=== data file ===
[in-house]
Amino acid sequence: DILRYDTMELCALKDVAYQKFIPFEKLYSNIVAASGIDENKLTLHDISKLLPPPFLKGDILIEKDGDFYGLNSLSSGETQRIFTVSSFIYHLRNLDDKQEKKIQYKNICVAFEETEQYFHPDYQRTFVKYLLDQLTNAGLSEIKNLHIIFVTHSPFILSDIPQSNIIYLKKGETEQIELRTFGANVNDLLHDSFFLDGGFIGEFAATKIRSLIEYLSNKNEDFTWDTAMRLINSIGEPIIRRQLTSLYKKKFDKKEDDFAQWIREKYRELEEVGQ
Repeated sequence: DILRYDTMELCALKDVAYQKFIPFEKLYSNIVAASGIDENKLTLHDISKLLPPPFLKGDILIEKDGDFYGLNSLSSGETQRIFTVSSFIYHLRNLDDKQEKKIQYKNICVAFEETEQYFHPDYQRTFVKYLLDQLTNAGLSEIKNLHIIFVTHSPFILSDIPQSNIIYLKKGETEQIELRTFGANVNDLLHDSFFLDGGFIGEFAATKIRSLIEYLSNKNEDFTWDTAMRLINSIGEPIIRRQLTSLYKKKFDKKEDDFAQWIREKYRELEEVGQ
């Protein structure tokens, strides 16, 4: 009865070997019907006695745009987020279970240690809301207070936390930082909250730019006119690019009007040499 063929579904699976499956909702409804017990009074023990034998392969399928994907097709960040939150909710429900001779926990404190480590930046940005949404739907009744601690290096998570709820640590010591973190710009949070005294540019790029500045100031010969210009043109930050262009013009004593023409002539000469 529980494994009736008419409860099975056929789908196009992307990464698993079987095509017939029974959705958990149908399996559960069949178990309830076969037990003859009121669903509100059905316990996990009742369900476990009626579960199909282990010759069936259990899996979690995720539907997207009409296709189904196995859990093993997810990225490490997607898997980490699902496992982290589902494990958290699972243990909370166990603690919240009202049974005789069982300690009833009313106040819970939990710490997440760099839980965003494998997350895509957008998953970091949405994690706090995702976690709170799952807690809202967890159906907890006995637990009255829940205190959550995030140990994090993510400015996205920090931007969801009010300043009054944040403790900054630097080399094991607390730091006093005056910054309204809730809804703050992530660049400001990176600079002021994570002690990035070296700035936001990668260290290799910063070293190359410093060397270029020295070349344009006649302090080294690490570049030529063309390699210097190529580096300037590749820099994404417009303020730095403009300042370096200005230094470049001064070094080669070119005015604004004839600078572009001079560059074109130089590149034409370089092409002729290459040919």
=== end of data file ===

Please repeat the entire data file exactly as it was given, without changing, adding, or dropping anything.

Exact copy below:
[in-house]
Amino acid sequence: DILRYDTMELCALKDVAYQKFIPFEKLYSNIVAASGIDENKLTLHDISKLLPPPFLKGDILIEKDGDFYGLNSLSSGETQRIFTVSSFIYHLRNLDDKQEKKIQYKNICVAFEETEQYFHPDYQRTFVKYLLDQLTNAGLSEIKNLHIIFVTHSPFILSDIPQSNIIYLKKGETEQIELRTFGANVNDLLHDSFFLDGGFIGEFAATKIRSLIEYLSNKNEDFTWDTAMRLINSIGEPIIRRQLTSLYKKKFDKKEDDFAQWIREKYRELEEVGQ
Repeated sequence: DILRYDTMELCALKDVAYQKFIPFEKLYSNIVAASGIDENKLTLHDISKLLPPPFLKGDILIEKDGDFYGLNSLSSGETQRIFTVSSFIYHLRNLDDKQEKKIQYKNICVAFEETEQYFHPDYQRTFVKYLLDQLTNAGLSEIKNLHIIFVTHSPFILSDIPQSNIIYLKKGETEQIELRTFGANVNDLLHDSFFLDGGFIGEFAATKIRSLIEYLSNKNEDFTWDTAMRLINSIGEPIIRRQLTSLYKKKFDKKEDDFAQWIREKYRELEEVGQ
């Protein structure tokens, strides 16, 4: 009865070997019907006695745009987020279970240690809301207070936390930082909250730019006119690019009007040499 063929579904699976499956909702409804017990009074023990034998392969399928994907097709960040939150909710429900001779926990404190480590930046940005949404739907009744601690290096998570709820640590010591973190710009949070005294540019790029500045100031010969210009043109930050262009013009004593023409002539000469 529980494994009736008419409860099975056929789908196009992307990464698993079987095509017939029974959705958990149908399996559960069949178990309830076969037990003859009121669903509100059905316990996990009742369900476990009626579960199909282990010759069936259990899996979690995720539907997207009409296709189904196995859990093993997810990225490490997607898997980490699902496992982290589902494990958290699972243990909370166990603690919240009202049974005789069982300690009833009313106040819970939990710490997440760099839980965003494998997350895509957008998953970091949405994690706090995702976690709170799952807690809202967890159906907890006995637990009255829940205190959550995030140990994090993510400015996205920090931007969801009010300043009054944040403790900054630097080399094991607390730091006093005056910054309204809730809804703050992530660049400001990176600079002021994570002690990035070296700035936001990668260290290799910063070293190359410093060397270029020295070349344009006649302090080294690490570049030529063309390699210097190529580096300037590749820099994404417009303020730095403009300042370096200005230094470049001064070094080669070119005015604004004839600078572009001079560059074109130089590149034409370089092409002729290459040919």